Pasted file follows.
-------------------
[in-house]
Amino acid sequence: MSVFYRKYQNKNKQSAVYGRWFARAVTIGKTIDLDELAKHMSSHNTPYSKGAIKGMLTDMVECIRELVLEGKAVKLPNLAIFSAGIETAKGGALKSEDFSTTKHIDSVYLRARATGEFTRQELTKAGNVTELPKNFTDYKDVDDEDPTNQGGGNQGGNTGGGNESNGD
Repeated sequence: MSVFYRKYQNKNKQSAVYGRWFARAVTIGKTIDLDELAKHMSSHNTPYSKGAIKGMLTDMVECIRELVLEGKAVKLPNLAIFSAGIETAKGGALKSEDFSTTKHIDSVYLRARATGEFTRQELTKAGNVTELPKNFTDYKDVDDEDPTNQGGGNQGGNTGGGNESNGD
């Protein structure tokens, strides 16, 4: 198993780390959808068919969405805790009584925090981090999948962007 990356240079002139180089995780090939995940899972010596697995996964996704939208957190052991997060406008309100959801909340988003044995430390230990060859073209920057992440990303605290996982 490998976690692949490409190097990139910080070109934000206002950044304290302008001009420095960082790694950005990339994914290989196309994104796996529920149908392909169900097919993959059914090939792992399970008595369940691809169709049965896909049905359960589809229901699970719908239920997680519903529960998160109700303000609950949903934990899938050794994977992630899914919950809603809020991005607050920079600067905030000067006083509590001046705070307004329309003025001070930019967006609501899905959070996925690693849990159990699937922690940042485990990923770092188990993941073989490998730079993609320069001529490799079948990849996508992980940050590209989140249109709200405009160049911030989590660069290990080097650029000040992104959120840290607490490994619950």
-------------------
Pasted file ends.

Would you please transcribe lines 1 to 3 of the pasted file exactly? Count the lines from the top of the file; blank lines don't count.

[in-house]
Amino acid sequence: MSVFYRKYQNKNKQSAVYGRWFARAVTIGKTIDLDELAKHMSSHNTPYSKGAIKGMLTDMVECIRELVLEGKAVKLPNLAIFSAGIETAKGGALKSEDFSTTKHIDSVYLRARATGEFTRQELTKAGNVTELPKNFTDYKDVDDEDPTNQGGGNQGGNTGGGNESNGD
Repeated sequence: MSVFYRKYQNKNKQSAVYGRWFARAVTIGKTIDLDELAKHMSSHNTPYSKGAIKGMLTDMVECIRELVLEGKAVKLPNLAIFSAGIETAKGGALKSEDFSTTKHIDSVYLRARATGEFTRQELTKAGNVTELPKNFTDYKDVDDEDPTNQGGGNQGGNTGGGNESNGD